Net Zero Energy

On the 10th of November 2021, the Scottish Government published its Draft Hydrogen Action Plan (the “Plan”), as a companion document to its December 2020 Hydrogen Policy Statement.

The Plan sets out the Scottish Government’s detailed proposals for the Hydrogen industry in Scotland across the next five years. The aim is for Scotland to have capacity to produce 5 GW of Hydrogen by 2030 and 25 GW of Hydrogen by 2045. This blog sets out the key takeaways from the Plan.Continue Reading The Scottish Government’s Draft Hydrogen Action Plan

The European Commission seeks stakeholders’ feedback until 18 November on its proposal to define cross-border projects in the field of renewable energy generation that would be eligible to receive EU funding under Connecting European Facility instrument.
Continue Reading European Commission Opens Public Consultation to Define Selection Criteria for Renewable Energy Projects Eligible of EU Funding

In December 2020, the UK PM set out an ambitious 10 Point Plan for a green industrial revolution, one of the key points of which was the production of 5 GW of low carbon hydrogen in the UK by 2030.  The Plan envisaged hydrogen playing a key role in decarbonising energy-intensive industries and heavy transport and replacing natural gas in domestic heating.

On 17 August the UK Government published its Hydrogen Strategy (together with a number of associated Consultations), which lays the foundations for the UK’s future hydrogen economy and sets out how the UK Government will support innovation and stimulate investment in low carbon hydrogen to meet its 5GW target.Continue Reading Hydrogen in The UK

Driven by the entry of renewable generation resources locating far from load centers and the new demands placed on the grid by their differing characteristics, the Federal Energy Regulatory Commission (FERC) launched a comprehensive review of its policies regarding regional transmission planning, interconnection and cost-allocation.  In an Advance Notice of Proposed Rulemaking (ANOPR), the agency requested public comments on its current policies and offered potential areas for reform with a view toward anticipated future generation.  According to FERC Chairman Richard Glick, “(a) piecemeal approach to expanding the transmission system is not going to get the job done. We must take steps today to build the transmission that tomorrow’s new generation resources will require.”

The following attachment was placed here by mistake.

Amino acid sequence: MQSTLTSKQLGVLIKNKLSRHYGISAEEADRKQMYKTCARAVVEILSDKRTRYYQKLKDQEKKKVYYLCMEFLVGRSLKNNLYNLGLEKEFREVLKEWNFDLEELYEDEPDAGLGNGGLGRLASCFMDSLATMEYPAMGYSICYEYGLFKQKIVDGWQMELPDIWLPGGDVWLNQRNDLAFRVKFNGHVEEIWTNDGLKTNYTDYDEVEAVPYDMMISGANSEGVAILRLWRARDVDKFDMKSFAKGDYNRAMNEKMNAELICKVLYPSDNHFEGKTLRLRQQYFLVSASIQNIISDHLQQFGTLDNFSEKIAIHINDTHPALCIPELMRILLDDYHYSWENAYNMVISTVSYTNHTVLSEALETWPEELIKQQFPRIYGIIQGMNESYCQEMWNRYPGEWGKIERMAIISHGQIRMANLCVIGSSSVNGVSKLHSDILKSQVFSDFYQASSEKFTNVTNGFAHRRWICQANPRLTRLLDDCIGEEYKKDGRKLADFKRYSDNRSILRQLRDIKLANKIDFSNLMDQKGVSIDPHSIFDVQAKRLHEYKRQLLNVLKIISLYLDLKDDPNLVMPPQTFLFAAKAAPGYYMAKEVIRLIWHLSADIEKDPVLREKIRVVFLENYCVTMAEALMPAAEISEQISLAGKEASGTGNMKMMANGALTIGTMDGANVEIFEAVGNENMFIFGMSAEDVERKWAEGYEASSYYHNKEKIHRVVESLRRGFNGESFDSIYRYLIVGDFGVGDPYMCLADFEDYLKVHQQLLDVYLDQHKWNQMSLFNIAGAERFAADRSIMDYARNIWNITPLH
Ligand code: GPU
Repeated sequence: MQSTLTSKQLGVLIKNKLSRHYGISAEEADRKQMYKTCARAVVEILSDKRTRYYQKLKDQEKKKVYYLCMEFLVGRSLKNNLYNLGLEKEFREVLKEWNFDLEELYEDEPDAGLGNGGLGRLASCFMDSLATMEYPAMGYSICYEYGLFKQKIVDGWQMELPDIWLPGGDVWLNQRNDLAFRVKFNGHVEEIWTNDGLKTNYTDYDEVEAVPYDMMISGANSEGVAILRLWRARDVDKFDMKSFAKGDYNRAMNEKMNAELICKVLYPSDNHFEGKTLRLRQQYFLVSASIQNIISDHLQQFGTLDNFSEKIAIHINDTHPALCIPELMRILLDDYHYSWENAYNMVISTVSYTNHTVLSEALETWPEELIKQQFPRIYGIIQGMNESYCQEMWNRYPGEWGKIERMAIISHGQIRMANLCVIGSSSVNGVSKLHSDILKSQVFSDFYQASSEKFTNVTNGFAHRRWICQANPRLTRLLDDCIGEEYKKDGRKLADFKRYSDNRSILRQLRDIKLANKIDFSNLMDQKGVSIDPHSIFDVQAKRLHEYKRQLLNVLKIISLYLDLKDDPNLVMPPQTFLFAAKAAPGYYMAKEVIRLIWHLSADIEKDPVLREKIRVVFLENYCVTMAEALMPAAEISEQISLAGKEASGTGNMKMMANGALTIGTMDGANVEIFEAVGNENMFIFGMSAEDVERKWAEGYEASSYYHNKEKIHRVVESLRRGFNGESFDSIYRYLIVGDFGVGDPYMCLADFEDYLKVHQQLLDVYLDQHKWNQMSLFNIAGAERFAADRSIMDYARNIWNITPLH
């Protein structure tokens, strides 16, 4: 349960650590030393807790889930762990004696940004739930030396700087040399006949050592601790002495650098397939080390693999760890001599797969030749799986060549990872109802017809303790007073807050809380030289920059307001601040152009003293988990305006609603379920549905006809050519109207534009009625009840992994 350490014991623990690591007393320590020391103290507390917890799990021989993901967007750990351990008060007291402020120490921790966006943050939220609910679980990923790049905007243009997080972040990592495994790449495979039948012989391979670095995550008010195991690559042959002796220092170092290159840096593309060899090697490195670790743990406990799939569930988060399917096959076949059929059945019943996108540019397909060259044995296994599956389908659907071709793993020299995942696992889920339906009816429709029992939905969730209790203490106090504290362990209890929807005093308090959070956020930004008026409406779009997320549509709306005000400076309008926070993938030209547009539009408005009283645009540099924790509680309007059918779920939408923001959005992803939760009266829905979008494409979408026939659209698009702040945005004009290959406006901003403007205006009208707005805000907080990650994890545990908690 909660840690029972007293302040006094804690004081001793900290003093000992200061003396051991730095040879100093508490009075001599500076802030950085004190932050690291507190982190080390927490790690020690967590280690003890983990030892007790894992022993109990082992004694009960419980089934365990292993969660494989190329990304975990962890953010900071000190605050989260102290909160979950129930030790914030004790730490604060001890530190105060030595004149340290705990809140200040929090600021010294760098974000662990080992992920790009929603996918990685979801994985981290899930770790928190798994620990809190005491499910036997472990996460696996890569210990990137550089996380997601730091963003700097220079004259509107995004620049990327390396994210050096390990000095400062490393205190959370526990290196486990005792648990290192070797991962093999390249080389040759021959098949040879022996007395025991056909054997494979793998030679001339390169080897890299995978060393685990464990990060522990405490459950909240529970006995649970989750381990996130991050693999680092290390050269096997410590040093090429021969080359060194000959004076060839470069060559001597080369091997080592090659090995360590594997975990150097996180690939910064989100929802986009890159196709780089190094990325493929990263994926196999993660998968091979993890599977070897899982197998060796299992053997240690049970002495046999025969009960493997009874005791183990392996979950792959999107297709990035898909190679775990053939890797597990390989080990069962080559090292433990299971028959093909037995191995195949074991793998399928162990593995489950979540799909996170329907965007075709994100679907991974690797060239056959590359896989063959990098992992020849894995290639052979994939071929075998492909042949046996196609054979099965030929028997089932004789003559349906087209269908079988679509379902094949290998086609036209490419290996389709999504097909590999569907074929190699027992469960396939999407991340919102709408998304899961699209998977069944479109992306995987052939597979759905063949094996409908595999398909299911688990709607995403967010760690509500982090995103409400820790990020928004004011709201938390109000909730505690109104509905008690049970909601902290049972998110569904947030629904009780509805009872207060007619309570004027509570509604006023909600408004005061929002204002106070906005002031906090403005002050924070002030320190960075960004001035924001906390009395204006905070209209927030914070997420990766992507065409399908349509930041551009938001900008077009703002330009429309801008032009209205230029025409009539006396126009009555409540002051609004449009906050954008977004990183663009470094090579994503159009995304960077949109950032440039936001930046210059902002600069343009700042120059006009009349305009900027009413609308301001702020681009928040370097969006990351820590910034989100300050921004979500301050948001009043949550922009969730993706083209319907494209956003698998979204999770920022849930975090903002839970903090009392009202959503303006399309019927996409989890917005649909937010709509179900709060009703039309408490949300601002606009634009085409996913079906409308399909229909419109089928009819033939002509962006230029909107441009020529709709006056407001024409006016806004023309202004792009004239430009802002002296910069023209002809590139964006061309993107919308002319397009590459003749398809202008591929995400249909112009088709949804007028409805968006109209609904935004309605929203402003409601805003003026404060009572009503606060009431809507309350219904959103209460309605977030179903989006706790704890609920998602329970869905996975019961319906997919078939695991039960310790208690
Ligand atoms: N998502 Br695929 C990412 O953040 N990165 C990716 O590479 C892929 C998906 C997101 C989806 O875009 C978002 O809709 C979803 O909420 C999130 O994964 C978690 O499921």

Continue Reading FERC Reviewing Rules for Grid of the Future

This is the twenty-first in our series, “The ABCs of the AJP.”

President Biden’s American Jobs Plan (AJP) sets an ambitious goal of “achieving 100 percent carbon-free electricity by 2035.”  To accomplish this, the AJP proposes significant investments in grid modernizationtransmission infrastructureoffshore wind, and energy storage, as detailed by our prior posts.  Whether these investments – carrots, if you will – will be sufficient to drive down emissions in all states and achieve the 2035 target, in the absence of an enforceable clean electricity standard (CES), remains uncertain.  Equally uncertain is the pathway for Congress to enact a CES.
Continue Reading Using Carrots and Sticks to Unleash the Potential for Clean Utilities

This blog is the nineteenth in our series, “The ABC’s of the AJP.”